Here in Philadelphia, this issue is exemplified in the record number of homicides reported in both 2020 and 2021. Even though Philadelphia has the nation’s fourth-largest municipal police force, which is racially diverse, local politicians continually blame a “community distrust in police” for the city’s unbearable crime rates. The argument that rising crime rates have been spurred on by distrust between the community and law enforcement ignores the simple “chicken and egg” of how policing works.

If more police are being called to a community in response to higher amounts of reported crime, then creating policies that limit law enforcement’s ability to address crime is going to cause greater amounts of (and more serious) crimes.

In Philadelphia, the upward trajectory in crime statistics directly correlates with the election of a slate of “woke” politicians, who have defunded policing while funding unaccountable community programs to “reduce crime.” Most notably, the re-election of DA Krasner who has created practices in which prosecutors are lowering charges or asking for little or no bail for suspects charged by police. This practice has neutralized the ability for an effective police presence to work, even in locations where specialized police forces are paid for by private organizations, as evident by recent examples of violent crime at Temple University and on SEPTA trains and buses.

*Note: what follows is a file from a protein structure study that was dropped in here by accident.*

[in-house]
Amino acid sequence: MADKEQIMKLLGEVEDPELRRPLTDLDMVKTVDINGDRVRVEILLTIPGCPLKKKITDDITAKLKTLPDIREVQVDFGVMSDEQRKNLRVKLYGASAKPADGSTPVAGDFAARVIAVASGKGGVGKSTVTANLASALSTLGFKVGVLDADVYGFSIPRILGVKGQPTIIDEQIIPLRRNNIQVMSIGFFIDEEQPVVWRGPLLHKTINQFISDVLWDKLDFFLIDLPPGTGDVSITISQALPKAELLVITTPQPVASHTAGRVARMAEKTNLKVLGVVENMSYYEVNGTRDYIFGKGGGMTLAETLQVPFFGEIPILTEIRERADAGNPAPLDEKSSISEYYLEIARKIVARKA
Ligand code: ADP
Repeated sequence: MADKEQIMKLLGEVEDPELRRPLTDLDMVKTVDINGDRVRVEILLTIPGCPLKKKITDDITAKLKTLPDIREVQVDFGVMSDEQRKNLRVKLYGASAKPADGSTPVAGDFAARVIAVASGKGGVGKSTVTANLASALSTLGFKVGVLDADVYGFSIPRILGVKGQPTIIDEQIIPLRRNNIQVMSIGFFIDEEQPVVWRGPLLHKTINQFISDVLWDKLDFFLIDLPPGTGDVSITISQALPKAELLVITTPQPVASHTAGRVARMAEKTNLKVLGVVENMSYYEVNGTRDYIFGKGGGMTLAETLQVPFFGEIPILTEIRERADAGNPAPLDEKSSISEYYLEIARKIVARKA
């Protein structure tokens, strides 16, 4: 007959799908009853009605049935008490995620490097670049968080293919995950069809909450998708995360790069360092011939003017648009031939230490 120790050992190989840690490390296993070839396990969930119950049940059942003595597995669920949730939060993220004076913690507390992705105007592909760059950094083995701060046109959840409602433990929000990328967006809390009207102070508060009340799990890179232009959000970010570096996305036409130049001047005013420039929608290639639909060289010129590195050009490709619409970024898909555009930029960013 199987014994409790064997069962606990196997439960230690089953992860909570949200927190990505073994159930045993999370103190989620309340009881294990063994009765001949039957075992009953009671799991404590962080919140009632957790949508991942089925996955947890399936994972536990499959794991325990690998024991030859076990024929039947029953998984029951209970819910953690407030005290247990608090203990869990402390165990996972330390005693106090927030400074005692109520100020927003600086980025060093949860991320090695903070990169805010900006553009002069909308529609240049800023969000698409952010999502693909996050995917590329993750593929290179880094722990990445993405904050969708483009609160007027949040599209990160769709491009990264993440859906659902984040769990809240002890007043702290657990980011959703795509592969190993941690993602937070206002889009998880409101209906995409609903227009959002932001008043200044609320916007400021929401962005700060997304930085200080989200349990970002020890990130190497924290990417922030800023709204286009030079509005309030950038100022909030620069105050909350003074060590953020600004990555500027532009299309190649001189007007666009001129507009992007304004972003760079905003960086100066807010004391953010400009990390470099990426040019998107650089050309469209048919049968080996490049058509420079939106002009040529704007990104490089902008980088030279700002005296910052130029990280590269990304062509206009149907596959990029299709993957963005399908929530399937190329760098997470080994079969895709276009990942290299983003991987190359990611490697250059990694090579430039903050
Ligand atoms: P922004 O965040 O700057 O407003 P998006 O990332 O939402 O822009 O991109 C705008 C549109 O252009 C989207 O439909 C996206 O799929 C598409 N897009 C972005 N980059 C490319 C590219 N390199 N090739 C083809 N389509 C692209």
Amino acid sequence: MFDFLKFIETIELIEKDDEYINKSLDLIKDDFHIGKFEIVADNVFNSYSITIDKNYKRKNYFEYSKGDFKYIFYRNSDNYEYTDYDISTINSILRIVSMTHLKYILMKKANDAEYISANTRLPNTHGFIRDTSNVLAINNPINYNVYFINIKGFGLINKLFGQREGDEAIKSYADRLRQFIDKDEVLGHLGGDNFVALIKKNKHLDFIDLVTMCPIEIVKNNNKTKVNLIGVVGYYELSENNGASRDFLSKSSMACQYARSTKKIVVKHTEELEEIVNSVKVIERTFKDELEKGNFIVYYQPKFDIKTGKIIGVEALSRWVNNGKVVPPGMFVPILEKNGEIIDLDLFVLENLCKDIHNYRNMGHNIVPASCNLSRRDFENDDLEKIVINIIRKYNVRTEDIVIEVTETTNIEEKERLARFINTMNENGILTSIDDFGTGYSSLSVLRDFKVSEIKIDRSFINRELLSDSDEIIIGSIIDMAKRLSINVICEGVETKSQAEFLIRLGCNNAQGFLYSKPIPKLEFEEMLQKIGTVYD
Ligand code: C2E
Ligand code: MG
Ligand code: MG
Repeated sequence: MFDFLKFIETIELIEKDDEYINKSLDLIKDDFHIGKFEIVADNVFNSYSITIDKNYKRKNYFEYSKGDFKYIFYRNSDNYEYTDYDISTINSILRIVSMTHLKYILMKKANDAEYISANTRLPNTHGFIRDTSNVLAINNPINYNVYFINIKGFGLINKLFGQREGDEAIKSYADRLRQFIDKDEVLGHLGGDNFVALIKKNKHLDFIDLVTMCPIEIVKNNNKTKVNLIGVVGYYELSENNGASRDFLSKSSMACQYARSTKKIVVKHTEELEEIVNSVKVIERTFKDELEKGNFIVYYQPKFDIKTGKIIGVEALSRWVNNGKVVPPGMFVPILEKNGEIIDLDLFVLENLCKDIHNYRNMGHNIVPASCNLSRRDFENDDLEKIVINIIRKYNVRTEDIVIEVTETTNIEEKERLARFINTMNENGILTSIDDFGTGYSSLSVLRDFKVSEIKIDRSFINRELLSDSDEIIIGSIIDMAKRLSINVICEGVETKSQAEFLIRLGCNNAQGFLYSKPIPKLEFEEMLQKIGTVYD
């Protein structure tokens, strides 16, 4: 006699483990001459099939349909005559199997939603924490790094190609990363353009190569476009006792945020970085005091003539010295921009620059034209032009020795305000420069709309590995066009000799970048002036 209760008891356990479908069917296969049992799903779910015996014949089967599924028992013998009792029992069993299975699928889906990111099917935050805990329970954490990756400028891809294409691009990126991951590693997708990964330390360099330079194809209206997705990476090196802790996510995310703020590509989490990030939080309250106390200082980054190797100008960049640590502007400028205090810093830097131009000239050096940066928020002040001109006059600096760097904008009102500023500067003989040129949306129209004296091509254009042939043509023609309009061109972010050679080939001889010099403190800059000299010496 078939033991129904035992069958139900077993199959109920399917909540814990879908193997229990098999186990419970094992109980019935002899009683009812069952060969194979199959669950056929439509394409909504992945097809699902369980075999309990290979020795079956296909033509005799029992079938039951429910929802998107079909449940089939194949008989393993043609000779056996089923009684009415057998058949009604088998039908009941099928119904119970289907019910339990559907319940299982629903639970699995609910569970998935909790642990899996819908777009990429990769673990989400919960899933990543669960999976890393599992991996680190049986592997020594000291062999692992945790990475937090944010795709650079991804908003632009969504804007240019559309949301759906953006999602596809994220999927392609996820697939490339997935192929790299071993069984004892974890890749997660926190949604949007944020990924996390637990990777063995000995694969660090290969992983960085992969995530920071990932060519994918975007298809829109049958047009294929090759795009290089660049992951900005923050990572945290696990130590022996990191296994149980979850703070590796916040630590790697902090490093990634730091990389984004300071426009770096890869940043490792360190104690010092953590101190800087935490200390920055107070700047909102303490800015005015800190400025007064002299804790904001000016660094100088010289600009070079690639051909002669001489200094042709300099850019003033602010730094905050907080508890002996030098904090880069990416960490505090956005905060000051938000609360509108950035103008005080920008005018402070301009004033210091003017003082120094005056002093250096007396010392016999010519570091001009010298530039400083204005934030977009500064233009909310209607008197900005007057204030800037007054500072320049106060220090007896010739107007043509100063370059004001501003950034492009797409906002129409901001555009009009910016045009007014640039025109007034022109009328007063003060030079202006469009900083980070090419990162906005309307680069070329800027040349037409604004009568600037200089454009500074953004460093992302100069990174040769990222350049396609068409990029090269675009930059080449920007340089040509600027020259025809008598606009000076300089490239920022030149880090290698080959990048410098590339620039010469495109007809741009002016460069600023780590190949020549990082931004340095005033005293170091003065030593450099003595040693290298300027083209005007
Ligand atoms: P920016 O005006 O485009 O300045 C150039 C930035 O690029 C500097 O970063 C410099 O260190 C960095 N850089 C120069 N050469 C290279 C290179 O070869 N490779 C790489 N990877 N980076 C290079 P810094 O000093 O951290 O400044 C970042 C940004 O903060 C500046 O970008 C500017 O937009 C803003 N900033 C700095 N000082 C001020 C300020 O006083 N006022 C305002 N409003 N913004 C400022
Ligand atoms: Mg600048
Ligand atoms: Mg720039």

This is echoed by Lou Barletta, the leading Republican candidate for Pennsylvania governor, who said “Philadelphia’s crime rate is obviously out of control.” Barletta continued: “Instead of local leaders supporting the police to protect our communities, they pass laws to make communities less safe. Therefore, as governor, I’d work with state officials to hold local leaders accountable and send resources in to help local officials fight crime.” [Full disclosure: I serve as an unpaid member of Barletta’s Public Safety Advisory Board with other members of the state’s public safety and criminal justice reform community.]

Rather than defunding the police, Weisburd suggests that citizens work with law enforcement to determine which services to prioritize most in its budget, asserting that this could improve relations between the public and law enforcement, helping to reestablish trust in a profession where public scrutiny is high and morale has been low.

Image | Josh Hild